The most recognizable Spanish dress is the Flamenco garb sported in the southern region of the country during regional celebrations. To understand the outfits, one must understand their meaning and origins in conjunction with the music and the dances representative of the area.
The history of flamenco is rich with passion, treason, war, occupation, gypsies, Muslim culture and Spanish defiance. The stories, the songs and the passion of the dance reflect much of their past and many songs and dances have been modernized without losing any of their meaning or intensity.
The renown flamenco dress is a combination of gypsy garb, Muslim attire and traditional pieces that reflect Spanish culture. Black and white shawls with fringes, black hats, hair pins known as peinetas and bolero-style jackets resembling bullfighting outfits are part of the typical Flamenco dress.
The dancers' heels and castanets keep time with the guitar player and face competitor challenges deserving of frantic applause by an enthusiastic public. The shawl, the fan and the gestures all speak of love, passion and obsessions that reveal secret desires enhanced by the tempo of the guitar and the double-entendre of some the songs.
The dances observed and appreciated by the tourists are traditional and sanitized for all audiences, but the ones displayed in local taverns and more private settings ooze of sensuality and tell of stories long suppressed by former dictator Francisco Franco and dating back to rituals hundreds of years old.
The city of San Fermin is internationally known for the running of the bulls every year on July 7th. The men dress in white shirts and long white pants and adorn their neck and waist with red scarfs. Stores throughout the city sell these outfits for anyone who cares to join.
Women are not encouraged to run with the bulls since the running of the bulls is considered a male activity, but if a female tourist is inclined to run with the bulls, she is not discouraged and is expected to take care of herself during the frantic race to outrun the bulls through the cobble-stone streets.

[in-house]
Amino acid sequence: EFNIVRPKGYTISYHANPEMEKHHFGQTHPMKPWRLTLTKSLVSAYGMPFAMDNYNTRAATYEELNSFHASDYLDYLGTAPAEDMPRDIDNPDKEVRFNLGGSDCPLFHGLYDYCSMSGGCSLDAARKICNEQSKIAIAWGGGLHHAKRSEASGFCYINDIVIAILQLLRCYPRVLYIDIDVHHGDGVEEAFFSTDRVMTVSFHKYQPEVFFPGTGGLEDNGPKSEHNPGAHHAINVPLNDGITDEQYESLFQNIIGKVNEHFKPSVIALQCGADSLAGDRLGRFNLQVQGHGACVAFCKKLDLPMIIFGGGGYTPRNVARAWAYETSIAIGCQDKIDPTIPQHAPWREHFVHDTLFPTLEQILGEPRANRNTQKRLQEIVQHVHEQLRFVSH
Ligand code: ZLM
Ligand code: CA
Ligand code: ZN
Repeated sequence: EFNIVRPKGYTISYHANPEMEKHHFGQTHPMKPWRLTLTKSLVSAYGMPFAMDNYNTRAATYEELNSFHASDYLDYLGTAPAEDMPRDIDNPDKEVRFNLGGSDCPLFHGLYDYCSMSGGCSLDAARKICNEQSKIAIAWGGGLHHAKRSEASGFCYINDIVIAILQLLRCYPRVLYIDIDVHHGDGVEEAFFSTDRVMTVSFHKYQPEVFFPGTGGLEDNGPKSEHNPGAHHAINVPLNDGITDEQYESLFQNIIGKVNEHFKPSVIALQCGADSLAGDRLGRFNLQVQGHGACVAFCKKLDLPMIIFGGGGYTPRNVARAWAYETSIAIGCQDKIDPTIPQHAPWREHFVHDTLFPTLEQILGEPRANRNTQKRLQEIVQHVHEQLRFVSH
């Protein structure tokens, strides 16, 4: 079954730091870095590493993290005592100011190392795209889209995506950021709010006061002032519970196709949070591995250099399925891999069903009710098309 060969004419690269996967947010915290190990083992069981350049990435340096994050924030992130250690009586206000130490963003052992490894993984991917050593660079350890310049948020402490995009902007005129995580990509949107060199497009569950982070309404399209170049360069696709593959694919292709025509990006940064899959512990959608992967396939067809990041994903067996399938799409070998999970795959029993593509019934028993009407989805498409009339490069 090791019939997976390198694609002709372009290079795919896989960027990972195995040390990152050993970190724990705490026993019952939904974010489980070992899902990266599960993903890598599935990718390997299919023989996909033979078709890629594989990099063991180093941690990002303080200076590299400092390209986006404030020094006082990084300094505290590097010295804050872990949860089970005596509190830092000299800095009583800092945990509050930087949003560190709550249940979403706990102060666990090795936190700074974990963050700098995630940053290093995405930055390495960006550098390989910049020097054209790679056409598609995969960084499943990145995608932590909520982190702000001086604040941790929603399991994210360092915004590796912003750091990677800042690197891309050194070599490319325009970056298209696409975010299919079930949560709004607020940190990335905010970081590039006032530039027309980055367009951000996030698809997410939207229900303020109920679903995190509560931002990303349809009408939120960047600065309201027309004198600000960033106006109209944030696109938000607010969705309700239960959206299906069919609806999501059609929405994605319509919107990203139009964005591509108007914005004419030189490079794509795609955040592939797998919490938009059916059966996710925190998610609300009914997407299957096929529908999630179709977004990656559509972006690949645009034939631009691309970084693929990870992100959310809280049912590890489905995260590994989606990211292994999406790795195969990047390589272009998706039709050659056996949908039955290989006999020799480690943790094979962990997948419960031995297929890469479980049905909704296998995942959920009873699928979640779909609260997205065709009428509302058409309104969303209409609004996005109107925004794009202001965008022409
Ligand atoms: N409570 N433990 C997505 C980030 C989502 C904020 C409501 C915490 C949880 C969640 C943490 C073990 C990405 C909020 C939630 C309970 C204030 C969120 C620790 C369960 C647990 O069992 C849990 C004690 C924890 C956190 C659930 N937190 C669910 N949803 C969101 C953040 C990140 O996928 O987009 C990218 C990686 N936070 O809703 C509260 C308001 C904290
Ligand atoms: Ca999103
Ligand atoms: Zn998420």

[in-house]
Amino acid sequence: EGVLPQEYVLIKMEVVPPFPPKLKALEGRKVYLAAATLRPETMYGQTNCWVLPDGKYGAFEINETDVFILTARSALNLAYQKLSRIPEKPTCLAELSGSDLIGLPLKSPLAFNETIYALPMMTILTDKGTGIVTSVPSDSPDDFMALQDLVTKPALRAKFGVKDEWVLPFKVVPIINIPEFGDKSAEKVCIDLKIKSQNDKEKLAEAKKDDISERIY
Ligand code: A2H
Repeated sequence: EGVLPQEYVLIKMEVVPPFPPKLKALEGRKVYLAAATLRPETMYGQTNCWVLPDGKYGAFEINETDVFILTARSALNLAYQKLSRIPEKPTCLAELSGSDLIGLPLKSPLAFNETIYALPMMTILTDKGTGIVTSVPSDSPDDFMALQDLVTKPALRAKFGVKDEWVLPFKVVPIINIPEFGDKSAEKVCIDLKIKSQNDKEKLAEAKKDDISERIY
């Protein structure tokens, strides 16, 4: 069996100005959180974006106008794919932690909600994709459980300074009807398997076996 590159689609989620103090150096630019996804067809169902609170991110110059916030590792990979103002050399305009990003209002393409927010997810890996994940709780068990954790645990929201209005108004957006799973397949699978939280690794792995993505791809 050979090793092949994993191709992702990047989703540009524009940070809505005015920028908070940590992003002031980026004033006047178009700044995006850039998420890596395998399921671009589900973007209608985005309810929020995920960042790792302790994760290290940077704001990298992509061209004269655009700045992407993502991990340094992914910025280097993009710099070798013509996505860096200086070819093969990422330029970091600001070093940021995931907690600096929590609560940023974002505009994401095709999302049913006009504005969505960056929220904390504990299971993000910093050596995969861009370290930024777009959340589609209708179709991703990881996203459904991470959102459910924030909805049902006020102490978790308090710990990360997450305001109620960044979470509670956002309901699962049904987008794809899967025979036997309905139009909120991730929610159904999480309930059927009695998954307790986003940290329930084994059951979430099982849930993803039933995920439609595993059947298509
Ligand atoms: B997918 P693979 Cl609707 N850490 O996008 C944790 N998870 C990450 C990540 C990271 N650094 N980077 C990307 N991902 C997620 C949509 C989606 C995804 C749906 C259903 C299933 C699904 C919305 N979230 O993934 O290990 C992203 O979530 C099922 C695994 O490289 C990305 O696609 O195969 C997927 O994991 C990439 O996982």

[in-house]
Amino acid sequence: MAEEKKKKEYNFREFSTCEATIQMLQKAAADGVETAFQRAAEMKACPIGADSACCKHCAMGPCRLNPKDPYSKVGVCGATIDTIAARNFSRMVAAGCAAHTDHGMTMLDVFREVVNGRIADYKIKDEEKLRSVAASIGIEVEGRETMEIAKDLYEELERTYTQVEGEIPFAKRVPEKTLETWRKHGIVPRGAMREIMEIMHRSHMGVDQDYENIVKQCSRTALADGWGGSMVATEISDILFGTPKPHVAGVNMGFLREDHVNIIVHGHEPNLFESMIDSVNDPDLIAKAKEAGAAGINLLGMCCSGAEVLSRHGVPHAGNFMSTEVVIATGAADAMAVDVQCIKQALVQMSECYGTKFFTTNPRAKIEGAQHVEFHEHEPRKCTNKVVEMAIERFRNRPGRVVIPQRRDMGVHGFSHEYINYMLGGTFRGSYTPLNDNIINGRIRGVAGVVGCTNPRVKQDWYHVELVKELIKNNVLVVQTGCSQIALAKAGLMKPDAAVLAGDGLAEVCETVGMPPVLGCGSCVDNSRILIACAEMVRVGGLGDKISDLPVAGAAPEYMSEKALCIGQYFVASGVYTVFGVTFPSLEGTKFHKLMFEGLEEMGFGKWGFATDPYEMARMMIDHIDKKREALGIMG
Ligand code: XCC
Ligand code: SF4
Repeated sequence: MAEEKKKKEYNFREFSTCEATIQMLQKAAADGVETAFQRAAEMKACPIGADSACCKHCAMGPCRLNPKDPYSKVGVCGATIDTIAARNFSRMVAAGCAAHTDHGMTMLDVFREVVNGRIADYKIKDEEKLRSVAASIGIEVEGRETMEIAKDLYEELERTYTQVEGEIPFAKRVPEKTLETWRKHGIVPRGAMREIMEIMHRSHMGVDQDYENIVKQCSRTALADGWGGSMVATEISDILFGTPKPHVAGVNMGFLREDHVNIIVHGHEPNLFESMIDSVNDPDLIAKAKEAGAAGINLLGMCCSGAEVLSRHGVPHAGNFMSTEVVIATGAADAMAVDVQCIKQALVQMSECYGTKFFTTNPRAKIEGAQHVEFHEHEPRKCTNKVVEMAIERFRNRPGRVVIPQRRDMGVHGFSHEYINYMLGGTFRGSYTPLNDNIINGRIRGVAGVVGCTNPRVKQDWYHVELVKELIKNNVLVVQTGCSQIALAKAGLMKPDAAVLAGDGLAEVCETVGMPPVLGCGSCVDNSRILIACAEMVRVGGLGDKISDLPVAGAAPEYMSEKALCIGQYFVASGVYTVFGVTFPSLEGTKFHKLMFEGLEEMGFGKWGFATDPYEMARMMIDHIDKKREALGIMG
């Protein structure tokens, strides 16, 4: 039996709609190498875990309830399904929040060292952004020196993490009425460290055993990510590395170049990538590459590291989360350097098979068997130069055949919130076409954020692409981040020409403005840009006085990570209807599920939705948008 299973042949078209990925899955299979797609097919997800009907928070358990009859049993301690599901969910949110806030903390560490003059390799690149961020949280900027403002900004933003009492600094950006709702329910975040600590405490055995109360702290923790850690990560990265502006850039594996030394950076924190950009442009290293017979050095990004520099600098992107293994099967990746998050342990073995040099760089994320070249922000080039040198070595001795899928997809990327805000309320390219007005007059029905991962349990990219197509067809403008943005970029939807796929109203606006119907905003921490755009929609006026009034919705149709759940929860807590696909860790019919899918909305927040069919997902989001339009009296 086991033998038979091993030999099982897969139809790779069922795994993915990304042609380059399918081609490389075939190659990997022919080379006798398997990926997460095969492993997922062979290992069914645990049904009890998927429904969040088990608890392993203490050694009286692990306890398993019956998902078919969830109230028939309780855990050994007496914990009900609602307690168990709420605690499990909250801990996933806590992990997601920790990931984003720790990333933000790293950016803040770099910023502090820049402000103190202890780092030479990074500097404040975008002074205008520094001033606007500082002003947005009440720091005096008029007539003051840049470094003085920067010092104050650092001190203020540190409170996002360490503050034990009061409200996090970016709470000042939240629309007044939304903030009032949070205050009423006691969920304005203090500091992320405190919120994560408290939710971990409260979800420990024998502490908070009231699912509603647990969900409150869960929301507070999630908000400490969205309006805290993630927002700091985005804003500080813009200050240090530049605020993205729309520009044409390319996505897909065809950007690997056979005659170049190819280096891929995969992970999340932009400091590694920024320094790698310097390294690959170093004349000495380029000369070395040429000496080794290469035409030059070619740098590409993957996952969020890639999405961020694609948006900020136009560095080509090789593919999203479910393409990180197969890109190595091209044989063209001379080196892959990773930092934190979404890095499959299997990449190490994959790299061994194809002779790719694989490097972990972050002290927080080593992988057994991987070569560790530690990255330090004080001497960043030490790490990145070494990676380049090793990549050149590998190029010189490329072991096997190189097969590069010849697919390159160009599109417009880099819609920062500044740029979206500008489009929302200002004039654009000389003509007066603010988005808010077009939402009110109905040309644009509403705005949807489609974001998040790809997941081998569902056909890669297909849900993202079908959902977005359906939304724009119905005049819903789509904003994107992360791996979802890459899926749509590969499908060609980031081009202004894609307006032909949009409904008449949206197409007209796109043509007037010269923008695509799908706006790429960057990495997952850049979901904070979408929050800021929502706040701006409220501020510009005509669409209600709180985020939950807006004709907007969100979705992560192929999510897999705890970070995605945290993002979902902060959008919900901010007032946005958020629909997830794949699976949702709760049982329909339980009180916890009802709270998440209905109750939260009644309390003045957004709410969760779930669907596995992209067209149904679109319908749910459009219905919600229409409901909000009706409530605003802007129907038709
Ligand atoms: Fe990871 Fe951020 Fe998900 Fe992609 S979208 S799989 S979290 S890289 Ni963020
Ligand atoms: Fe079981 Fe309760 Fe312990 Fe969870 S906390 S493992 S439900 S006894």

Additional festivities include parades honoring the city's saint and a display that includes giants with large heads and women are encouraged to wear white skirts or pants to blend in with the rest of the celebrants. Over 2 million people are attracted to the festivities every year creating a much-needed economic boom to the region.
The white clothing recommendations include items that are easy to wash and no one minds if they become permanently stained with the popular red Sangria. Open sandals should be avoided since throughout the festivities broken glass will find its way in just about every street.
Bull fights through Spain have elaborate customs for the bullfighter and every one involved in the ring activities.
The most commonly known is the bullfighter's outfit that tends to be as closely fitted to the body as possible to make it difficult for the bull's horns to penetrate the material and drag the bullfighter to a certain death. The colors of the outfit tend to be representative of the colors in the Spanish flag as well as regional references.
Bullfighters achieve celebrity status among bullfight aficionados and the better known and better paid, the more elaborate the outfits, especially when the fights will be televised to millions of spectators and the purse prize is unusually high.
Picadore and Horse
Everyone in the ring has a role to play and must be dressed appropriately for the event and their station.
The Picador sits on the horse in order to assist the bullfighter by tiring out the bull, inducing lethal injuries and doing it with elegance and grace as he displays his equestrian abilities.
The horse also wears traditional garb that is designed to keep the horse safe from injury and in many cases, oblivious to the impending threat of the bull's horns and fury.
The most commonly known costumes have been described here, but there are many variations in traditional costumes across the country that vary by region and are only worn during public festivities that include dances at public squares.
The participants in government sponsored plays and artistic demonstrations tend to be rich in design and authentic period pieces. The designs tend to be colorful and the embroidery and ribbons in each outfit represent the colors of the city or a significant historical event.
The women's headdress is adorned with veils, mantillas or scarfs that are traditional representations of eras gone by. The men's attires are also historical representations that tend to complement the women's outfits and the time period they represent.
Footwear is as important as the rest of the outfit and, in many cases, it resembles ballet slippers or simple enclosed sandals made of jute or other natural materials traditionally worn by sheep herders and peasants in the past. The traditional clothing in Spain is as varied as the history of its many regions and the significance of the festivities.